- Law – There are three kinds of law given in the Old Testament – moral law, ceremonial law, and civil law. The most famous, obviously, would be the ten commandments, but what most people don’t realize is that there is a lot of case law included in the rest of Exodus, Leviticus Numbers, and Deuteronomy. You wanna know about not committing adultery? There’s tons of stuff about not sleeping with your stepmom or a half-sibling or a random chick you think is hot, and recommended punishments. Part of the deal here is to help Israel figure out how to interpret and enforce the law in their civil government, but part of it helps US to learn better what God thinks about such things. The ceremonial law includes LOADS about the building of the tabernacle and the temple, which point forward to Jesus, Who came and lived skin to skin with us. Way better access than the Shekinah Glory hanging out in the Holy of Holies in the temple, where only the high priest could access just one time a year…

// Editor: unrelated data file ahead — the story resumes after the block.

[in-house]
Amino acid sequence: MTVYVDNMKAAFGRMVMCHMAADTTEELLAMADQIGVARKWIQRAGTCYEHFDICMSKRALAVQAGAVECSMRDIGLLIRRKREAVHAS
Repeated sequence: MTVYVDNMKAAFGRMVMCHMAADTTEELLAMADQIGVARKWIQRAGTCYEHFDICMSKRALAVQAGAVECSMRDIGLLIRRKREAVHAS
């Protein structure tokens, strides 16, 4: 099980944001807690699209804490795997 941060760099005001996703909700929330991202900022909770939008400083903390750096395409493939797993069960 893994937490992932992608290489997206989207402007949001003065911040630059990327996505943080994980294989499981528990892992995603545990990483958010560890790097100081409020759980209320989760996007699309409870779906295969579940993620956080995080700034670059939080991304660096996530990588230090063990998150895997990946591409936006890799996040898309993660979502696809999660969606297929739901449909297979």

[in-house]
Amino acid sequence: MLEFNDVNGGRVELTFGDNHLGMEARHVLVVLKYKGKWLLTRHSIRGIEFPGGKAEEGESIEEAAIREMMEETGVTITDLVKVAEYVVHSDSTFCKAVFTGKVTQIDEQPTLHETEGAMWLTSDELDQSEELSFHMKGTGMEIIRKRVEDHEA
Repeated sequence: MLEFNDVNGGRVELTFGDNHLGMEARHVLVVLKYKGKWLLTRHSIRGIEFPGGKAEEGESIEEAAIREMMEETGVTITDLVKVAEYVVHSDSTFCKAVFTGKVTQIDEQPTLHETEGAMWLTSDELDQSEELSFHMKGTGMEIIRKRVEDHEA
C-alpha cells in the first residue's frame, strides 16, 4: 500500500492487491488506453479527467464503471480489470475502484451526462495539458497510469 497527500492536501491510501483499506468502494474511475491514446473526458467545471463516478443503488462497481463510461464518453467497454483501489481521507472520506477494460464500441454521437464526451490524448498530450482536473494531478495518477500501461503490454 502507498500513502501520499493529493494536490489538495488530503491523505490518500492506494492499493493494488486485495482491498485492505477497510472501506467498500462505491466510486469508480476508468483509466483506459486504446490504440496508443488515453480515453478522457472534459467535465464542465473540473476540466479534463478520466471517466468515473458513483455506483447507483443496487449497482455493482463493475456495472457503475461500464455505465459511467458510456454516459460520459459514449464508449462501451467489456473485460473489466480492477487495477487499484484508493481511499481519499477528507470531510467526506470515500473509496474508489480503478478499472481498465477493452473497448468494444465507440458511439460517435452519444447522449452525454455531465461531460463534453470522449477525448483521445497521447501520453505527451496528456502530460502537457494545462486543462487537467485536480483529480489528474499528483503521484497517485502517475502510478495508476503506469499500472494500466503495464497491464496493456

- Genealogy/Census Data – Ok, so these can be tres boring. But there are certain things to remember about them and why they are cool: 1) after Genesis 3, those who believe in the promise of God to provide a “seed” of Adam and Eve Who would crush their serpentine enemy are looking for Him. Where is He? That’s one reason genealogies are important; 2) sometimes, they tell you how flippin’ enormous Israel has gotten (see: Numbers); 3) sometimes, they record who trusted God and was faithful and obedient to Him (see: Nehemiah); 4) sometimes, they just remind you that God cares about every single one of His children. So you don’t have a clue who Matthan was? Neither does anyone else in 2014. But God knows. God cares. Matthan was precious to God. (In case you’re curious, he can be found in Matthew’s genealogy of Jesus. He was Joseph’s grandfather, Jesus’s adoptive great-grandfather.)
- Diary – I’m not making this up: Nehemiah is mostly the guy’s DIARY about rebuilding the city of Jerusalem. You can totally tell, too, because he says all kinds of weirdly personal stuff.